Pink is obviously the must-have shade for water this season. Last week, the taps of a Canadian town ran with pink water due to a blunder at a water treatment plant. Around the same time, a salt lake in Westgate Park in Melbourne, Australia also turned a vivid hot pink.
Fortunately, this is not the “psychomagnotheric mood slime” from Ghostbusters (or so the scientists say), it’s actually a completely natural phenomenon.
Parks Victoria explained on their Facebook page that it is caused by a cocktail of very high salt levels, some favorable weather conditions, and a bunch of tiny organisms.
A recent spate of hot weather and low rainfall means that the lake has become even more salty than usual. This creates an extreme habitat where few organisms can live. These conditions do, however, mean that Dunaliella salin algae are in their element and allow them to bloom. The high salinity (saltiness) of the water means they also start to produce a beta carotene red pigment when they photosynthesise.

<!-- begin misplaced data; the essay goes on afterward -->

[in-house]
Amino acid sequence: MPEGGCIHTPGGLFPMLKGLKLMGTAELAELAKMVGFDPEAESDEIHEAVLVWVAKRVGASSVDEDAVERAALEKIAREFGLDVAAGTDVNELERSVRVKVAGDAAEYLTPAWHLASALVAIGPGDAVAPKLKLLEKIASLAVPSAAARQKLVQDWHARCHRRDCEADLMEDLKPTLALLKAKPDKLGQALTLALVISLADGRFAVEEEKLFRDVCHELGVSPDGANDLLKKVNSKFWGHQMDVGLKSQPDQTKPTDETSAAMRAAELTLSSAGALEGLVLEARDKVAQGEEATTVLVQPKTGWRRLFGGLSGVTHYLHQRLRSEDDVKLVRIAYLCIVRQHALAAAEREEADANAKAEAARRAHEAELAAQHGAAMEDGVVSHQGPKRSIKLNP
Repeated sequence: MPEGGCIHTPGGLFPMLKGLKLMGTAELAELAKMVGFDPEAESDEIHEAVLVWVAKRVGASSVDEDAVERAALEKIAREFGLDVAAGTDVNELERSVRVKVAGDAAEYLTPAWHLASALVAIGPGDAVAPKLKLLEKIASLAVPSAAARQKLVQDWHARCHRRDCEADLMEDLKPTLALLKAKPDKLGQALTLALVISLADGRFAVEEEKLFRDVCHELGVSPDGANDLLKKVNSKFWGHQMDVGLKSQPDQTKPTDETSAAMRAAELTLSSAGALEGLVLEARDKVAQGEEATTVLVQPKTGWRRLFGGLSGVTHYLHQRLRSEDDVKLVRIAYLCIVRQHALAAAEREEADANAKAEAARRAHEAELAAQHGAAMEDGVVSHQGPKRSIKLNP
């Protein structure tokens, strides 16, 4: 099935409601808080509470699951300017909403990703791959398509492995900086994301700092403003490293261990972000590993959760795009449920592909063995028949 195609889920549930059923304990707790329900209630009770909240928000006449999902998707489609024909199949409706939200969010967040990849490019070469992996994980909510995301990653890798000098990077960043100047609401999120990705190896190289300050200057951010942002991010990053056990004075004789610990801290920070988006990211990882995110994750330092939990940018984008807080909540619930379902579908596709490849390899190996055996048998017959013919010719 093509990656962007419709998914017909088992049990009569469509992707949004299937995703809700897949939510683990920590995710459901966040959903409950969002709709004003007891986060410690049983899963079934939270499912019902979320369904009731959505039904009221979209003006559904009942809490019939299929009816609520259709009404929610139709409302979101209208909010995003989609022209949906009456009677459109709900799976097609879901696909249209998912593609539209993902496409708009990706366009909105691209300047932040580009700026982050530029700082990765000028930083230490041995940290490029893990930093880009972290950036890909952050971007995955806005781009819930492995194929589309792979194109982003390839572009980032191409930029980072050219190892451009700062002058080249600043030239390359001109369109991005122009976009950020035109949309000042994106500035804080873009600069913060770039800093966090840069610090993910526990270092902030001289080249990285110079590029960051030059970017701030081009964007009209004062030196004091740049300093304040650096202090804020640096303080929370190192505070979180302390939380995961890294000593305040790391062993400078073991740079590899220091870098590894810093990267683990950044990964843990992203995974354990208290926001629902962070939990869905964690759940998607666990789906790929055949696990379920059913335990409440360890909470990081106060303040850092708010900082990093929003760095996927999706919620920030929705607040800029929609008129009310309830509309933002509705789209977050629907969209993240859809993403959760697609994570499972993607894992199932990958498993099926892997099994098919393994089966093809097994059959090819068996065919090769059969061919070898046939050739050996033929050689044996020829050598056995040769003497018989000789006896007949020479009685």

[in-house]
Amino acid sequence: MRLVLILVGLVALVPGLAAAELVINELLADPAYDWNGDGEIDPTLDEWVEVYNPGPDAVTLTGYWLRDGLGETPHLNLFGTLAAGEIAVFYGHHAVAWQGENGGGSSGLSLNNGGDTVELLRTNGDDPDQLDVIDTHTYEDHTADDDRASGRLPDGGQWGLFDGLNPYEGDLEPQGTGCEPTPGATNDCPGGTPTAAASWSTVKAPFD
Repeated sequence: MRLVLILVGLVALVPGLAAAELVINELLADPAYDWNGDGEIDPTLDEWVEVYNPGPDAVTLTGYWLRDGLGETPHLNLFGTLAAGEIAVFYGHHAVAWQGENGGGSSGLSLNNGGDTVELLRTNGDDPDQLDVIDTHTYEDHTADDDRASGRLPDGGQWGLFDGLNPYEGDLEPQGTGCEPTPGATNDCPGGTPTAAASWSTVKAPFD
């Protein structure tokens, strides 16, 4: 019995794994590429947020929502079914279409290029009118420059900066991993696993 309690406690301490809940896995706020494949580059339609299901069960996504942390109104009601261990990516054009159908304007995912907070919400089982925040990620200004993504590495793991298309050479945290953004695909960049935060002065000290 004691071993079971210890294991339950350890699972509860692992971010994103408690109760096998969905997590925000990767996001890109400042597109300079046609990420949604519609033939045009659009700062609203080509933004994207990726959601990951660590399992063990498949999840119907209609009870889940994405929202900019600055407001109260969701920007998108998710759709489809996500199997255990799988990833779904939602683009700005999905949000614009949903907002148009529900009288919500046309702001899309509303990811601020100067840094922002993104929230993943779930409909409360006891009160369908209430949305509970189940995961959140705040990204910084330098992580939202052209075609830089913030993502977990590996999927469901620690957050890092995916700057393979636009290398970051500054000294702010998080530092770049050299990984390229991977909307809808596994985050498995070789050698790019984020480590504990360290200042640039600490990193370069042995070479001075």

“The carotenoid also acts as a filter to protect their chlorophyll, almost like a pair of sunglasses that goes over the chlorophyll cells and aids in photosynthesis,” Dr Mark Norman, a conservation biologist for Parks Victoria, told the New York Times.
The phenomenon happens fairly regularly if the weather’s just right in a few salt lakes in Victoria and Western Australia.
Park Australia says you should avoid direct contact with the water, as tempting as it might look. As you can probably imagine, all that salt is likely to irritate your skin and eyes. Time is of the essence if you want a picture, however, as they expect the lake will return to a more typical color over the coming week or so when the weather quietens down.
Read More:Bolivia’s Second Largest Lake Dries Up